Now that Andrew Yang has popularized universal basic income into a meme, it’s important to remember how it would actually work in real life.
The most obvious problem with giving everyone $1000 is prices just go up. Prices adjust to what people can pay.
Yang recognizes this is a problem and argues like most free-market types that it would barely make a dent in basic food supplies and mass consumer electronics.
Like pretty much every other Market Worshiper, Yang focuses on bulk goods and commodities while neglecting positional goods.
Positional goods are those with prices mostly determined by one human’s situation relative to everyone else. Positional goods have no intrinsic absolute value. They can be worth nothing or infinity. There is no bottom above zero for the shell of a house in the worst parts of Detroit; there is no top for a degree from Harvard.
If you think the most important cities are unaffordable now, guaranteed income would hit the most desirable places hardest, forcing even more people into the economically dead hinterlands where they have nothing left but opiates and suicide.
We need only look at the disaster that is college loans. If anyone can get a college loan, prices adjust until you need a loan to go to college.
Or health care. When the system assumes everyone has health insurance, you can’t afford healthcare without health insurance.
Maybe a bag of rice only goes up so high in price absent runaway hyperinflation but imagine what happens to local rents as soon as everyone has $1000 extra dollars per month! The bidding war for apartments, credentials, medicine, and used cars are the silverback gorillas in an ever-shrinking room for most people, not buying ramen and plastic junk at wal-mart for a few pennies cheaper. Those who focus on consumer goods while ignoring positional goods are either stupid or actively malicious.
A UBI that goes to everyone is not a solution. If you have a basic income or any other systemic advantage, it can’t go to everyone(smart socialism) if you want it to be an effective policy tool. If you want to have a handout, you have to choose winners and losers in a way that benefits society overall. Who does the society want to subsidize? Who does it want to disadvantage?
Our present elites love having a “level playing field.” If you need a loan to go to college, insurance to get a surgery, and your UBI check to pay the rent, they own you more completely than the owner of an Ancient Roman latifundia mega-farm owned his slaves. They own every breath you breathe and if you say something they think is mean, they pull out your heart-plug like the Harkonnens did in David Lynch’s Dune and laugh a hearty, villainous laugh as you flail about as your arteries drain dry in less than a minute.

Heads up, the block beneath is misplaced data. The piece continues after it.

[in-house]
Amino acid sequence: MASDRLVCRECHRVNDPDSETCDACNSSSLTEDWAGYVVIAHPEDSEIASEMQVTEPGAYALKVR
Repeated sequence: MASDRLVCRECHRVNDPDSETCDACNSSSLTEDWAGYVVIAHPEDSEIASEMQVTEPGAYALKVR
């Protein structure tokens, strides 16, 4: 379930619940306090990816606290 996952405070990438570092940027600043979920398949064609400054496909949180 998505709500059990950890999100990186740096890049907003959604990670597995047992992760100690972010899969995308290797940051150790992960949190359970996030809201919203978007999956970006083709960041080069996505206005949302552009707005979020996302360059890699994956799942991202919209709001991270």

It’s a dark time at the bottom of the second act, like The Empire Strikes Back, and lots of people are tempted to say “Fuck it, I can get 1000 dollars while I watch it all burn.”
Don’t think like that. Nothing good ever comes from that kind of negativity.
It seems like Trump has totally caved and even started attacking his most ardent supporters. Andrew Yang wants to lure in the whole population of Guatemala with promises of $1000, no land, no mule.
In a way, Trump has accomplished what we really wanted him to in our darkest hearts. The present system with his final surrender stands totally and utterly discredited, the last shreds of the Mandate of Heaven sent to the winds. It’s now just a race to see what replaces it all.
No US president has had any real power to influence policy for almost 20 years now. It is now clearly a position about as ceremonial as the Japanese emperor. People who were die hard WN 1.0 guys now promote Andrew Yang because they know it’s all a joke. Nobody cares anymore.
Instead of the Search for Spock, it’s the search for who actually has real power and to formally recognize them and endow them with the responsibilities that come with rulership, whether they like it or not.